The Real Reason Why Wheat is Toxic to the Human Body Will Shock You! (It’s Not the Gluten!)
You might find it a bit akward that you do not experience any symptoms when you consume pasta on a vacation, but you do when you eat it at home, or if it sometimes causes an autoimmune reaction in your children, but not in all cases.
In other parts of the world, even the conventionally grown wheat does not trigger any symptoms. This actually indicates that the toxicity of wheat is due to something far and beyond organic versus nonorganic, gluten or hybridization.
Some believed that the wheat in the United States has been genetically modified. Yet, the number of people suffering from gluten and wheat issues in the last decade cannot be attributed to gluten and wheat hybrids, as they have been consumed for millennia.
Apparently, the toxicity of wheat in the United States is not a result of its genetic modification. In fact, the real reason lies in the way wheat is harvested by conventional wheat farmers.
The harvest protocol of wheat in America includes drenching of the wheat fields with Roundup several days before the combine harvesters work through the fields. This is due to the fact that the dead and withered plants enable an easier, larger, and earlier harvest, and are less taxing on the farm equipment.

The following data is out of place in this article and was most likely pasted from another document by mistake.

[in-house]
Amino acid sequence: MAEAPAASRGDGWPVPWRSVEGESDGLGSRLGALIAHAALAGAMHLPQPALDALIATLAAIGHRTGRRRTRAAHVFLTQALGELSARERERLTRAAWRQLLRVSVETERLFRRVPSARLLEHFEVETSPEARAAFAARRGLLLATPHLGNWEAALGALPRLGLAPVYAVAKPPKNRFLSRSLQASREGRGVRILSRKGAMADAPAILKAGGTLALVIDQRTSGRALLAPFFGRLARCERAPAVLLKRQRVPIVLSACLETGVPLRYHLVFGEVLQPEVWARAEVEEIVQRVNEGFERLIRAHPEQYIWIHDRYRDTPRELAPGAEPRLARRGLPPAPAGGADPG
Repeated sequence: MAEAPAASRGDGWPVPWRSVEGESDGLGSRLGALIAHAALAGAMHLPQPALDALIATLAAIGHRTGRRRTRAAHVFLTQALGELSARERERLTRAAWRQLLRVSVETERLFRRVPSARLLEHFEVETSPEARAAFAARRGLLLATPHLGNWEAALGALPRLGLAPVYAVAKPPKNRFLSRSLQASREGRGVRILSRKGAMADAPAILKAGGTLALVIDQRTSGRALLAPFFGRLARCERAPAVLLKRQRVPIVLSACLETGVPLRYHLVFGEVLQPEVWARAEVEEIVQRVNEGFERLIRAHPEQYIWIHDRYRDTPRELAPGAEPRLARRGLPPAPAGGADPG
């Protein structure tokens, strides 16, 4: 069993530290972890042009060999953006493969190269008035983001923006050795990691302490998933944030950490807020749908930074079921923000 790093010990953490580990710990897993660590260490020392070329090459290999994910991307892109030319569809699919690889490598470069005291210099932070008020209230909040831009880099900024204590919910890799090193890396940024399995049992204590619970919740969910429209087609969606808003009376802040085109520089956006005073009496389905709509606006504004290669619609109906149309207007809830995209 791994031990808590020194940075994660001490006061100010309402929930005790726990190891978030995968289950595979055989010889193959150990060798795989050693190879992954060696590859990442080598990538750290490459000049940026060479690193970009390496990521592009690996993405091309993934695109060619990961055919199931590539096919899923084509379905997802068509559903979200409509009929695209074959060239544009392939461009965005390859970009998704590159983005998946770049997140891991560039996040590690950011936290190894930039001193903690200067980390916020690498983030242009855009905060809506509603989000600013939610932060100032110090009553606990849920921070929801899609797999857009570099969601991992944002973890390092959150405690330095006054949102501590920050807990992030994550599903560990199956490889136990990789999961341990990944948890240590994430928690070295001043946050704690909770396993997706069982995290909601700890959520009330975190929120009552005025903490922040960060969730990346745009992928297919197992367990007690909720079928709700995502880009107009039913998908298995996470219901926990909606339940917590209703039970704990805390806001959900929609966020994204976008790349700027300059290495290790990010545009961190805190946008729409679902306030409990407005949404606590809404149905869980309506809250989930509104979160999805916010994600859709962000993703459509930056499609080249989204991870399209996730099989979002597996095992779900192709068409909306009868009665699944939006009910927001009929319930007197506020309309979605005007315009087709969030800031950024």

The application of the herbicide Roundup or other herbicides which contain the deadly active ingredient glyphosate prior to the harvest has been suggested in the 1980s.
From then onwards, the use of a drying ingredients 7-10 days before the harvest has become a routine within the conventional farming community.
Dr. Stephanie Seneff of MIT investigated this practice and attended a nutritional Conference in Indianapolis recently. She claimed that the routine of desiccating non-organic wheat crops with glyphosate just before harvest came into vogue late in the 1990′s, and it caused the contamination of the most of the non-organic wheat in the United States.
Her explanation was that the exposure of wheat to a toxic chemical such as glyphosate, in fact, releases more seeds and a slightly greater yield:
“It ‘goes to seed’ as it dies. At its last gasp, it releases the seed.”
The US Department of Agriculture reports that 99% of durum wheat, 97% of spring wheat, and 61% of winter wheat has been treated with herbicides since 2012. In comparison to 1998, when the figures were 88% for durum wheat, 91% for spring wheat and 47% for winter wheat, we can state that the increase is alarming.